The Legal 500

Honduras

Editorial

Legal market overview

In 2013, investment activity in Honduras was slow and reserved amid political uncertainty over the outcome of November’s presidential election. However, with the ruling centre-right National Party’s Juan Orlando Hernández emerging victorious, business activity has resumed upon expectation that the market liberalisation of recent years is likely to continue. In fact, soon after his investiture, Hernández re-launched his central project of ‘charter cities’ – special development zones (SDZ), in which business-friendly tax regimes and lighter-touch regulations will apply. Hernández, who as President of Congress between 2010 and 2013 had clashed with the Supreme Court (which ruled SDZs unconstitutional), is confident that the amended bill will this time survive constitutional challenges – a view shared by most observers of legal profession.

In the foreseeable future, increased investment opportunities are most likely to be seen in the energy sector. In its last act, the previous Congress passed a law mandating the semi-privatisation of energy provider, ENEE. In addition to breaking up the monopoly into three state-owned companies, responsible for generation, transmission and distribution respectively, private companies will be allowed to develop competing transmission and distribution systems. The ENEE privatisation is, however, not the only development that might bring new activity to the energy sector: a new mining law will path the way for hundreds of new mining concessions, factually ending a moratorium that had been in place since 2006. Concurrently, the government is continuing to promote the expansion of renewable energy sources.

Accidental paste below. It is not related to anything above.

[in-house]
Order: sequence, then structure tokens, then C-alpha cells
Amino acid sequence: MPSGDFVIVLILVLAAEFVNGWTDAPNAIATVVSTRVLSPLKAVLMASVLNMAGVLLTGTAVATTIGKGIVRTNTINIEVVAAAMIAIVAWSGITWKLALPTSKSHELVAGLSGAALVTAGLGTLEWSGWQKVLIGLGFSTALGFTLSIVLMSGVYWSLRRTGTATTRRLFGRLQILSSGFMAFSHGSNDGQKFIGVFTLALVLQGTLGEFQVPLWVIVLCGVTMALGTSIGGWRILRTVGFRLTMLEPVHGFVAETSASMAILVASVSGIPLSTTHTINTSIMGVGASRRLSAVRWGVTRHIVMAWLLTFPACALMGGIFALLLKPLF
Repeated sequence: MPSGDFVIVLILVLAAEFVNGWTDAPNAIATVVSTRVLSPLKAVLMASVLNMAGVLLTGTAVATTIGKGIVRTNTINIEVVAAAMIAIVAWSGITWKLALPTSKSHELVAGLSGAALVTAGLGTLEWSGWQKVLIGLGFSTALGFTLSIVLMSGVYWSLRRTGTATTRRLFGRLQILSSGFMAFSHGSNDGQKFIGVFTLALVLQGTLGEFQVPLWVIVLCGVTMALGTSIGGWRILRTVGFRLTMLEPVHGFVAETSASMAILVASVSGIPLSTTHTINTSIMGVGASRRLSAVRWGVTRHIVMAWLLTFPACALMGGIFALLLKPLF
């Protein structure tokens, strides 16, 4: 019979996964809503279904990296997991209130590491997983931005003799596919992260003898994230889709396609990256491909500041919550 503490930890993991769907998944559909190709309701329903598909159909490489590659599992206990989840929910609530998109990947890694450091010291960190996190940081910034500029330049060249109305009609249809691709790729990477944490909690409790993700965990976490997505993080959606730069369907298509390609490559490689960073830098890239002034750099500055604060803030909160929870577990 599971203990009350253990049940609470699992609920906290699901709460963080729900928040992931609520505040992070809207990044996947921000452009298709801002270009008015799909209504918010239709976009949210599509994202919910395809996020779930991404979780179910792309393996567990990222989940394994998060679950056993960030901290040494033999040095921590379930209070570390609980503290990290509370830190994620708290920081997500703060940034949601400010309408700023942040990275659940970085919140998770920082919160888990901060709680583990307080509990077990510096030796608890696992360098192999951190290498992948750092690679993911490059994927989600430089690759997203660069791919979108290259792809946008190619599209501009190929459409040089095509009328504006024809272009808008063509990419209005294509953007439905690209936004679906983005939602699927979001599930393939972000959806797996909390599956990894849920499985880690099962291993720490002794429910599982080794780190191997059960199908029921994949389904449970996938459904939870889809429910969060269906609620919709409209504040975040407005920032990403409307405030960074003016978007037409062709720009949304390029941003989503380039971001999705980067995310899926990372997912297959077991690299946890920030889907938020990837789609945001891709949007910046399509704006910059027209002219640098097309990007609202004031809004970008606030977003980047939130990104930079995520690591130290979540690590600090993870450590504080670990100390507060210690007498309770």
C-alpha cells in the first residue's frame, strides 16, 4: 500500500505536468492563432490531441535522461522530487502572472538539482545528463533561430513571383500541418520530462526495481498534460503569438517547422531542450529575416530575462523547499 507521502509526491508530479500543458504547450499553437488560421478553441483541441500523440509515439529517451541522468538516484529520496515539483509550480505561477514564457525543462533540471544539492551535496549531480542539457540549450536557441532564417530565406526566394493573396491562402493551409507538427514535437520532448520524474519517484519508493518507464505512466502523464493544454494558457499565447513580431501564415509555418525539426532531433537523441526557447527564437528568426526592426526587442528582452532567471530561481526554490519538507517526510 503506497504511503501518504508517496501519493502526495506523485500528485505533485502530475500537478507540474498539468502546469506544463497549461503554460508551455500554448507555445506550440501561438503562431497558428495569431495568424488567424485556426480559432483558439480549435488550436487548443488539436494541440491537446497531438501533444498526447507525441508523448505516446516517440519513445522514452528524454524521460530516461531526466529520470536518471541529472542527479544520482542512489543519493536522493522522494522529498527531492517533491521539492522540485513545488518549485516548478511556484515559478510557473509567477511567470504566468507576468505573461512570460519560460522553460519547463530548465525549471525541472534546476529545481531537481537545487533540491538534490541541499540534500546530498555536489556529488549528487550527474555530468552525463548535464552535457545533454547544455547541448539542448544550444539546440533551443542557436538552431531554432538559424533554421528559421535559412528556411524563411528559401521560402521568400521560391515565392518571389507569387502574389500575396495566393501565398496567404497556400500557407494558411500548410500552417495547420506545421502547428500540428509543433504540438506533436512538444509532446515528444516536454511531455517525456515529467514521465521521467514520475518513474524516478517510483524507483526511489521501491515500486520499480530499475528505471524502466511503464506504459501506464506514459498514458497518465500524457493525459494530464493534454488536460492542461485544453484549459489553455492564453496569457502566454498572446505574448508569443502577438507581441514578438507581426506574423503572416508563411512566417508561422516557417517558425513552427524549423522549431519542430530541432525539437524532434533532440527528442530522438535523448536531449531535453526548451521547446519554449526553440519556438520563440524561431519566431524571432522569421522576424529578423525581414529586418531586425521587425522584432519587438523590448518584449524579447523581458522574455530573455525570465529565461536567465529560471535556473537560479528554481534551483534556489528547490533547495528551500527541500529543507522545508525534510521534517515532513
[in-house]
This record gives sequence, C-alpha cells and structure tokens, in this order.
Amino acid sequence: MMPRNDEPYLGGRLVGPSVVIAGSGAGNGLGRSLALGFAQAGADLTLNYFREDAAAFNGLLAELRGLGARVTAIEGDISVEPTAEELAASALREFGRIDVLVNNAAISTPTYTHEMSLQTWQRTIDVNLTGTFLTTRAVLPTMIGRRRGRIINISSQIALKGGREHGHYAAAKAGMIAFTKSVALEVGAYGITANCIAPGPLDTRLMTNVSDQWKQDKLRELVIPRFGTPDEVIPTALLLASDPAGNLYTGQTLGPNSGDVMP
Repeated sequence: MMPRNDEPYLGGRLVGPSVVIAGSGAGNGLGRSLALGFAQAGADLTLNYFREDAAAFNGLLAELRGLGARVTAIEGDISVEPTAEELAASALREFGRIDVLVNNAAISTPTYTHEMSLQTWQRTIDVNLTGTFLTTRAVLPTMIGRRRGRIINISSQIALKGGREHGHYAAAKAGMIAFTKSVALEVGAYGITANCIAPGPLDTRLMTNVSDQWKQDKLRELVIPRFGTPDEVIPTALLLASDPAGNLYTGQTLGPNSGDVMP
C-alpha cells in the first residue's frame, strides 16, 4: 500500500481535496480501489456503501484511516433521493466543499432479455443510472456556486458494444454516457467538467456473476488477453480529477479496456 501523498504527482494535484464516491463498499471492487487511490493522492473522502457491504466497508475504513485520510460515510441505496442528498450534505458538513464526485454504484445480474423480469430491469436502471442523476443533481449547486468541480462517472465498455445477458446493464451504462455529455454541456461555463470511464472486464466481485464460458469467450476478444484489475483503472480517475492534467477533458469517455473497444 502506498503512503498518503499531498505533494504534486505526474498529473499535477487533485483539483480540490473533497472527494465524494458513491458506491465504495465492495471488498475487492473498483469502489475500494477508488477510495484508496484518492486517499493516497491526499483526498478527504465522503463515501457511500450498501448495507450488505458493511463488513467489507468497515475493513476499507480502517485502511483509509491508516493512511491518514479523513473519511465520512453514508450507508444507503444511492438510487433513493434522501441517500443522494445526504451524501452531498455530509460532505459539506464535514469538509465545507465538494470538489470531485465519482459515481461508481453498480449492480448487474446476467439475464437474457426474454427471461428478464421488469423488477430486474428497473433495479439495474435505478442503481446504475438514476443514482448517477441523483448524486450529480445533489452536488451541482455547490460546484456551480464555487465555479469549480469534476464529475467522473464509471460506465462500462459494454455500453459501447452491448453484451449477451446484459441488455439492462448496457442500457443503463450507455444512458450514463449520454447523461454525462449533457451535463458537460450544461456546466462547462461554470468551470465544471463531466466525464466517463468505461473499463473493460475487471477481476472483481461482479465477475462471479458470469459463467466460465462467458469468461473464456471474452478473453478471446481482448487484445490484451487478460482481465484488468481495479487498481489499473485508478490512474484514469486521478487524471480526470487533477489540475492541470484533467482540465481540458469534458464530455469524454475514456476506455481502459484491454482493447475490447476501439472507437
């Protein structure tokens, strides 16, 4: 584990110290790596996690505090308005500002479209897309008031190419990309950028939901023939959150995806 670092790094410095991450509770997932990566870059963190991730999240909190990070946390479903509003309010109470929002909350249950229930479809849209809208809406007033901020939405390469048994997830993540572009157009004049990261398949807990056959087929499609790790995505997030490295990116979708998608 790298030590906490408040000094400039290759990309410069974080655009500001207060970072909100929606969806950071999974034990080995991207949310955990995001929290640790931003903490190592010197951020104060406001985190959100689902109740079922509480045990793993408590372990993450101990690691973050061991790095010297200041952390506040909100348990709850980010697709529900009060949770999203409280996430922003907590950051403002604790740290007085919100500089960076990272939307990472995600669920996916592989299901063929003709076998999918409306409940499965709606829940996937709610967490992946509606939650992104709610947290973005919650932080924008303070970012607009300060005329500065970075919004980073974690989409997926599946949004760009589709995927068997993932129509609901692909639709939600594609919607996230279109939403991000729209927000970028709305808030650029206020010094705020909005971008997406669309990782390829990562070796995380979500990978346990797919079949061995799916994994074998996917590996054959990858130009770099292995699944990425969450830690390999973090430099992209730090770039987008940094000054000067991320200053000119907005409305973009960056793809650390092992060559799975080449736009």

The legislative developments with the most profound impact, however, are to be found in the tax sector where an array of changes have been implemented, slowing recovery in the first quarter of 2014 according to many commentators. Under the new regime, all customs duty exemptions have been cancelled, a sales tax has been implemented and taxes on telephone, cable and television services have increased. Furthermore, foreign companies will incur a 10% tax on gross income and property owners also face higher taxes.